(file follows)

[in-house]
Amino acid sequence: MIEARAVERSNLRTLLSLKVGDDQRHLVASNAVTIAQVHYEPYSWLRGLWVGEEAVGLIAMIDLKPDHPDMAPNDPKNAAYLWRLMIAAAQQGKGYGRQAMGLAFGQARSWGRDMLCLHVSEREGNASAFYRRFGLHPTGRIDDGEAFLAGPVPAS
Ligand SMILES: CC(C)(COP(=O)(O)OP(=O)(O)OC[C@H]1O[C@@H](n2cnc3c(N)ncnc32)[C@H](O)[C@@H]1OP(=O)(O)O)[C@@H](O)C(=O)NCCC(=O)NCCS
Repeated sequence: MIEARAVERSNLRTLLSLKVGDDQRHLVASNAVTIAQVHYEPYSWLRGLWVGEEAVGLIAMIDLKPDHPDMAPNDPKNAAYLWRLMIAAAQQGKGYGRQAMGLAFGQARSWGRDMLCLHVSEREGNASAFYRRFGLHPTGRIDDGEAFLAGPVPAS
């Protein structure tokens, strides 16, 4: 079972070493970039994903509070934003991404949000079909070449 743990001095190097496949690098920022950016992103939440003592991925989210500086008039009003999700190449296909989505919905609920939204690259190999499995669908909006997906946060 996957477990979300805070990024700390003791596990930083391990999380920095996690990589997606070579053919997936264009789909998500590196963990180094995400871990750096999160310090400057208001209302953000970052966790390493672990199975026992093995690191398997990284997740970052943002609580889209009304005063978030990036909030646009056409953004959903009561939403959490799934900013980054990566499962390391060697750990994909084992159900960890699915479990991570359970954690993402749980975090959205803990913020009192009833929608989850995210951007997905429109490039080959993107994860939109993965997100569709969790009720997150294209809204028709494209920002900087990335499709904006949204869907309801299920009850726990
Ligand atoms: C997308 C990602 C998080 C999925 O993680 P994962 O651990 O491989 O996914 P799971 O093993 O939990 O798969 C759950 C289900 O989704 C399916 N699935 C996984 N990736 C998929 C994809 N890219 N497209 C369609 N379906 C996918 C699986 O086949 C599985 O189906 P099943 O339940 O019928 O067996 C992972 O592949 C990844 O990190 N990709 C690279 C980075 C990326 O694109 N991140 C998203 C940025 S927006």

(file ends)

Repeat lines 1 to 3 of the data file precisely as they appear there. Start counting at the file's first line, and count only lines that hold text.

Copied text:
[in-house]
Amino acid sequence: MIEARAVERSNLRTLLSLKVGDDQRHLVASNAVTIAQVHYEPYSWLRGLWVGEEAVGLIAMIDLKPDHPDMAPNDPKNAAYLWRLMIAAAQQGKGYGRQAMGLAFGQARSWGRDMLCLHVSEREGNASAFYRRFGLHPTGRIDDGEAFLAGPVPAS
Ligand SMILES: CC(C)(COP(=O)(O)OP(=O)(O)OC[C@H]1O[C@@H](n2cnc3c(N)ncnc32)[C@H](O)[C@@H]1OP(=O)(O)O)[C@@H](O)C(=O)NCCC(=O)NCCS